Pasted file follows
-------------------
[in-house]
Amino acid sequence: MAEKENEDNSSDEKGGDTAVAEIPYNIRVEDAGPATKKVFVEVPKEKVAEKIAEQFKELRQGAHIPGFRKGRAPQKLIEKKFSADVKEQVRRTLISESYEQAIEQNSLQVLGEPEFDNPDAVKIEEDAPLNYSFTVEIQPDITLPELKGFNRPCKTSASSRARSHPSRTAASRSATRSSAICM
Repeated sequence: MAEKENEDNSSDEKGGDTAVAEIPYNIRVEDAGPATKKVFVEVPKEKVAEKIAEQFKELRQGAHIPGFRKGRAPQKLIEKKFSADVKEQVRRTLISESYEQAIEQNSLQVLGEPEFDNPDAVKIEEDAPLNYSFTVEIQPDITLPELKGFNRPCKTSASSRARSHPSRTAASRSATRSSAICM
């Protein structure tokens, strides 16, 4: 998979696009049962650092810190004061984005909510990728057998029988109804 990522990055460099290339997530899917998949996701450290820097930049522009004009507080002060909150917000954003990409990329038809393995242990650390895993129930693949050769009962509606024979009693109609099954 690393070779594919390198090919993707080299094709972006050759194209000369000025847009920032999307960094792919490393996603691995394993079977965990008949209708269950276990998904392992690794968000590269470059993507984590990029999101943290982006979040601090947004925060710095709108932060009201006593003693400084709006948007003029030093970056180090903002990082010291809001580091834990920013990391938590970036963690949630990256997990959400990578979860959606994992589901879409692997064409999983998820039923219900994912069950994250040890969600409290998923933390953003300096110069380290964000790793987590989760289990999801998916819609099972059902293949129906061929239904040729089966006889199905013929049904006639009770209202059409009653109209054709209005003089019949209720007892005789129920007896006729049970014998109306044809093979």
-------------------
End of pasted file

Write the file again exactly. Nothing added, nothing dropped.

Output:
[in-house]
Amino acid sequence: MAEKENEDNSSDEKGGDTAVAEIPYNIRVEDAGPATKKVFVEVPKEKVAEKIAEQFKELRQGAHIPGFRKGRAPQKLIEKKFSADVKEQVRRTLISESYEQAIEQNSLQVLGEPEFDNPDAVKIEEDAPLNYSFTVEIQPDITLPELKGFNRPCKTSASSRARSHPSRTAASRSATRSSAICM
Repeated sequence: MAEKENEDNSSDEKGGDTAVAEIPYNIRVEDAGPATKKVFVEVPKEKVAEKIAEQFKELRQGAHIPGFRKGRAPQKLIEKKFSADVKEQVRRTLISESYEQAIEQNSLQVLGEPEFDNPDAVKIEEDAPLNYSFTVEIQPDITLPELKGFNRPCKTSASSRARSHPSRTAASRSATRSSAICM
């Protein structure tokens, strides 16, 4: 998979696009049962650092810190004061984005909510990728057998029988109804 990522990055460099290339997530899917998949996701450290820097930049522009004009507080002060909150917000954003990409990329038809393995242990650390895993129930693949050769009962509606024979009693109609099954 690393070779594919390198090919993707080299094709972006050759194209000369000025847009920032999307960094792919490393996603691995394993079977965990008949209708269950276990998904392992690794968000590269470059993507984590990029999101943290982006979040601090947004925060710095709108932060009201006593003693400084709006948007003029030093970056180090903002990082010291809001580091834990920013990391938590970036963690949630990256997990959400990578979860959606994992589901879409692997064409999983998820039923219900994912069950994250040890969600409290998923933390953003300096110069380290964000790793987590989760289990999801998916819609099972059902293949129906061929239904040729089966006889199905013929049904006639009770209202059409009653109209054709209005003089019949209720007892005789129920007896006729049970014998109306044809093979």